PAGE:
Treatment for early breast cancer may involve:
Usually more than one treatment is used. Treatment may be given in different orders and combinations. Learn more about different treatment options here.
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Treatment Of Metastatic Breast Cancer
For information about the treatments listed below, see the Treatment Option Overview section.
- A clinical trial of high-dose chemotherapy with stem cell transplant.
- Clinical trials testing new anticancer drugs, new drug combinations, and new ways of giving treatment.
Use our clinical trial search to find NCI-supported cancer clinical trials that are accepting patients. You can search for trials based on the type of cancer, the age of the patient, and where the trials are being done. General information about clinical trials is also available.
Detection Of Breast Cancer
There are three types of screenings involved in detecting breast cancer: self-examination, clinical examination, and mammography.
It is recommended that women above 20 carry out breast self-examination once a month, a week after menses. If the patient no longer has menses, she should perform breast self-examination on the same day of each month, for example the first of every month.
Here is what you need to look out for during self-examination:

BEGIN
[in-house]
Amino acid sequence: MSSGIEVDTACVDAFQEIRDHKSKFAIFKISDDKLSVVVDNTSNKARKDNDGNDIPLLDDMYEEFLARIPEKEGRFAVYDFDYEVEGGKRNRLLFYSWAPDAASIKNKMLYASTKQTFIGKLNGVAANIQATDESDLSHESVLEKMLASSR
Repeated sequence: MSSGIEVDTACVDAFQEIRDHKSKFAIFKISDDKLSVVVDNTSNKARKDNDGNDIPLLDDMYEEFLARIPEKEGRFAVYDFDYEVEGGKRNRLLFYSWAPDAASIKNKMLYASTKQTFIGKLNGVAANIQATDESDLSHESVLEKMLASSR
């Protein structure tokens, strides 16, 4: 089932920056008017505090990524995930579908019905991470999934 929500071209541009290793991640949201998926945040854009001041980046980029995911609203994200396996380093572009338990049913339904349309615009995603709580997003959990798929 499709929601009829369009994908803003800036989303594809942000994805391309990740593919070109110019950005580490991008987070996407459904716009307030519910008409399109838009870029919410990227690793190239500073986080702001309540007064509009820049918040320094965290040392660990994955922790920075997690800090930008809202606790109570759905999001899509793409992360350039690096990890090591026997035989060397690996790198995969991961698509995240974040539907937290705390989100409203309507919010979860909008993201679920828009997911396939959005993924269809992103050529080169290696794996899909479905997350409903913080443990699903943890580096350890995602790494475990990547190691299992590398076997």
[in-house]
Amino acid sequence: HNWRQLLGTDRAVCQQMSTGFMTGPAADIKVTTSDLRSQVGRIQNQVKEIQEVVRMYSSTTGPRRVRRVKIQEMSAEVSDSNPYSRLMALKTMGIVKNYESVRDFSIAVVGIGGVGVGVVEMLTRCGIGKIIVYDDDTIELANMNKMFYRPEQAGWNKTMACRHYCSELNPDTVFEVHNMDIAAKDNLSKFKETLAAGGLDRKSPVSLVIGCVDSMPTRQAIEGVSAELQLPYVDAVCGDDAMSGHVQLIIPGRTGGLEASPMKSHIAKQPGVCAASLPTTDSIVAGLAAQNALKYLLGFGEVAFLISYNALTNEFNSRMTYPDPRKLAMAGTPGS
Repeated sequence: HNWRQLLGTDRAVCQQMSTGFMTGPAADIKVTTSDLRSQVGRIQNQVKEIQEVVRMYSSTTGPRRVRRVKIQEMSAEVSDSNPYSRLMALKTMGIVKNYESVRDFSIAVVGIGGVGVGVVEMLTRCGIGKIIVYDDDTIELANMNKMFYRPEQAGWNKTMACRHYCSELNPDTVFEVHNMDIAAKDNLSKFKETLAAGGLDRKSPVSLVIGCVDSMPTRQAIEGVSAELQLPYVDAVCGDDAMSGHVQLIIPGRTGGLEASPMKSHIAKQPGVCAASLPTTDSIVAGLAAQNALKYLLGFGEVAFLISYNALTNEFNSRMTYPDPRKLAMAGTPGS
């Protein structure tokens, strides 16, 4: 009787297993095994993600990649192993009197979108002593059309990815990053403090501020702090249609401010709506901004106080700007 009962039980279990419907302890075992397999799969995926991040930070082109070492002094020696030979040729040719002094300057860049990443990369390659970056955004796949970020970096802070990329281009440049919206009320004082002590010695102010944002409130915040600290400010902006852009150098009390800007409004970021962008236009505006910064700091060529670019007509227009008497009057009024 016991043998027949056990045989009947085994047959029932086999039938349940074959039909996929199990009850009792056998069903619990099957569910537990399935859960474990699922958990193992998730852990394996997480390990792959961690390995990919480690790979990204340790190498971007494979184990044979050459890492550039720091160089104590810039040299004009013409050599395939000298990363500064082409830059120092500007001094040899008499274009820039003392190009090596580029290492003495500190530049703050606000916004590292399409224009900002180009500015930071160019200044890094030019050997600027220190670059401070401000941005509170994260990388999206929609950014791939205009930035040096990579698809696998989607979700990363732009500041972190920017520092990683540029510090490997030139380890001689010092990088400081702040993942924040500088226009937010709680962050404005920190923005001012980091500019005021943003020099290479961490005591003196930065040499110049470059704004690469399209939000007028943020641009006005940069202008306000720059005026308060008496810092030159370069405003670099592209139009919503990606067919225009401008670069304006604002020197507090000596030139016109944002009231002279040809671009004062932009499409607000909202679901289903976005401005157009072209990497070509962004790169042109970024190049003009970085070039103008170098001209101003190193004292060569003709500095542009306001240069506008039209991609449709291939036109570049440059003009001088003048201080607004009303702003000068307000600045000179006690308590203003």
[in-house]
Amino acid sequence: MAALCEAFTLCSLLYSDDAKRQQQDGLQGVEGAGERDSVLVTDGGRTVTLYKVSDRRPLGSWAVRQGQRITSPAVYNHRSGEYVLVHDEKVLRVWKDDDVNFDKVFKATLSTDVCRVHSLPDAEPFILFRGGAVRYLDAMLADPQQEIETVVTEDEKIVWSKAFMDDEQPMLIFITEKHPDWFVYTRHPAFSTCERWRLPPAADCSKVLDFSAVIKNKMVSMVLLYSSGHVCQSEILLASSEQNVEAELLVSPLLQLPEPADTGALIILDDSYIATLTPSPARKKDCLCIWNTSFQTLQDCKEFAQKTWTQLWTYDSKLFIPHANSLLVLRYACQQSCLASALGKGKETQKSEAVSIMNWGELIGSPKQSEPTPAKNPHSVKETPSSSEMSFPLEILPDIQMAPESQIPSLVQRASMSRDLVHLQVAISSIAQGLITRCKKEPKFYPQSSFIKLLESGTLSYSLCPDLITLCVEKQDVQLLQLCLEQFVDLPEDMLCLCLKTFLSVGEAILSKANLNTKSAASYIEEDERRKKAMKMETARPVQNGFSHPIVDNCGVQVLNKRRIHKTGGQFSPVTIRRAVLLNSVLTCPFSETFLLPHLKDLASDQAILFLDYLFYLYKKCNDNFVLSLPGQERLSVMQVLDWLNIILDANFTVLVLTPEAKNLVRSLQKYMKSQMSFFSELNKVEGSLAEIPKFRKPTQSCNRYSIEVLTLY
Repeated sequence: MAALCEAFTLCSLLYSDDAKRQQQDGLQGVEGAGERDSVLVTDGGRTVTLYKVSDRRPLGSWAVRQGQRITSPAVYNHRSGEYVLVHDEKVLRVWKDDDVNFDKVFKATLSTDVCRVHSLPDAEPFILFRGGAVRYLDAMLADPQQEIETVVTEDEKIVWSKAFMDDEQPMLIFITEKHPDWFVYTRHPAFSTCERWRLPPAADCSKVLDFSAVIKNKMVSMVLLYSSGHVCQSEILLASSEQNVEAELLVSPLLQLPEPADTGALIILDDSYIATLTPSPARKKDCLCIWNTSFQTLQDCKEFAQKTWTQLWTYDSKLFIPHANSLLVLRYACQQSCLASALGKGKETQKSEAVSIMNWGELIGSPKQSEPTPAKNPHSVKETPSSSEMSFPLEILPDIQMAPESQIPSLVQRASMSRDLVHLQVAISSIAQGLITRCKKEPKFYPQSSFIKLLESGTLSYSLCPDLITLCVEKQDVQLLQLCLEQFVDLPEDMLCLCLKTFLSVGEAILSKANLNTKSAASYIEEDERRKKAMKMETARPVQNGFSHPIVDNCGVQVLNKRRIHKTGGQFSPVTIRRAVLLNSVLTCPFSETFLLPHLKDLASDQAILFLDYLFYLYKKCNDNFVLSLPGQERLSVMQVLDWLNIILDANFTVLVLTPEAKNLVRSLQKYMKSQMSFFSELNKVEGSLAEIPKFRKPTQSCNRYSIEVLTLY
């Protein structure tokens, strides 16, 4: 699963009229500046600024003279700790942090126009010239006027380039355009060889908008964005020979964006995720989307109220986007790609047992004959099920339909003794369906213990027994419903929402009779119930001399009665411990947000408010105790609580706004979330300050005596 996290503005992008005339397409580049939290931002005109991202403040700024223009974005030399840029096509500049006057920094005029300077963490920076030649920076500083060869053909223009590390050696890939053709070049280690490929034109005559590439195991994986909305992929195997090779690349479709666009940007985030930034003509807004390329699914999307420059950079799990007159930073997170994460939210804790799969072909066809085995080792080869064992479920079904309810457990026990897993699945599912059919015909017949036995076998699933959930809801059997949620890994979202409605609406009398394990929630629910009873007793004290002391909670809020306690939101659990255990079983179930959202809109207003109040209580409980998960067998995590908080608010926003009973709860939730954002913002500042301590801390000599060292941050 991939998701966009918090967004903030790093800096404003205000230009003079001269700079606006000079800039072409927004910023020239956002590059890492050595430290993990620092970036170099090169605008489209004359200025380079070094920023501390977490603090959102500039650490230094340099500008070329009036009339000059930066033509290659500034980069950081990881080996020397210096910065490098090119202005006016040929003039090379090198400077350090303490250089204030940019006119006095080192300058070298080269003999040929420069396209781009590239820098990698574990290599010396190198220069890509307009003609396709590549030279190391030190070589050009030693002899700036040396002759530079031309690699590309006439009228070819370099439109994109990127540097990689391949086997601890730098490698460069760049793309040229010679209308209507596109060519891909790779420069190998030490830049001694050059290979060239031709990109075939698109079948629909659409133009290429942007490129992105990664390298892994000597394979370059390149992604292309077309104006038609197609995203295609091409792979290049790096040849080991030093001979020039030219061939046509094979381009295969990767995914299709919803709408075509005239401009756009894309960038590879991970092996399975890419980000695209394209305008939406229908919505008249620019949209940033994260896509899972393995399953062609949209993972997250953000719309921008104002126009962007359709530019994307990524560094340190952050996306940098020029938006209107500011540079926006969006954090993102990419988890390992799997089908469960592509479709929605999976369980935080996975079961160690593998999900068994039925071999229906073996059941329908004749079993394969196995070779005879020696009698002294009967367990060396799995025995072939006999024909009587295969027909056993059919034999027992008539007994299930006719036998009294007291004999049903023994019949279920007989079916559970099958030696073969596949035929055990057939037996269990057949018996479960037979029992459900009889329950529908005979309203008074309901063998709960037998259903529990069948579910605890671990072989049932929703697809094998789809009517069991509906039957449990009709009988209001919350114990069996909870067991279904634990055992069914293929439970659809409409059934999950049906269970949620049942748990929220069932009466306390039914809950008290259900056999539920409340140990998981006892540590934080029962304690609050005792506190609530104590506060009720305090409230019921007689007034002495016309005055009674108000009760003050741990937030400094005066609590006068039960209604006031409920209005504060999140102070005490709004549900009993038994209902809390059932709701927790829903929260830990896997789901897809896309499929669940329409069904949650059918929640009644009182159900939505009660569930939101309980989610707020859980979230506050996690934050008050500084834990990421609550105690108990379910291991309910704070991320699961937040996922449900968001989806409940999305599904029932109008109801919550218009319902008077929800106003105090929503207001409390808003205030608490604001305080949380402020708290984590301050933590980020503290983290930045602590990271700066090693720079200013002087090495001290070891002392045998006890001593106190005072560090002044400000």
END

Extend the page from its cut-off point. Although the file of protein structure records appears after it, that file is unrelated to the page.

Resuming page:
- A lump, swelling, or thickening in the breast or underarm area
- Changes in the size or shape of one breast
- Puckering or dimpling of the skin of the breast or nipple
- Persistent rash or change in the skin around the nipple
- Recent changes in the nipple, eg. inversion, retraction
- Any bleeding or unusual discharge from the nipple
- Skin redness or soreness of the breast
- Accentuated veins on the surface of the breast
- Unusual swelling of one upper arm
- Any enlarged lymph nodes in the armpit and collarbone areas
Apart from breast self examination, it is advised for women above 40 to go for a clinical breast examination once a year.
It is also recommended that women aged 40 to 49 go for a mammogram once a year, while those aged 50 and above go for it once every two years.
on where you can get a mammogram done in Singapore. Do note that, for those above 50, mammogram is Medisave-claimable.
In case of a suspicious lump, apart from a mammogram, a needle biopsy is necessary. Even if the mammogram returns negative, a biopsy may be needed.
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What Are The Stages Of Invasive Ductal Carcinoma
Invasive ductal carcinoma is usually described through a numeric scale ranging from 1 to 4 . Specifically, the invasive ductal carcinoma stages are:
- Stage 1 A breast tumor is smaller than 2 centimeters in diameter and the cancer has not spread beyond the breast.
- Stage 2 A breast tumor measures 2 to 4 centimeters in diameter or cancerous cells have spread to the lymph nodes in the underarm area.
- Stage 3 More extensive cancer is found, but it is confined to the breast, surrounding tissues and lymph nodes.
- Stage 4 The breast cancer has metastasized to lymph nodes beyond the underarm area or to distant sites, such as the lungs, liver, bones or brain.
Who Gets Breast Cancer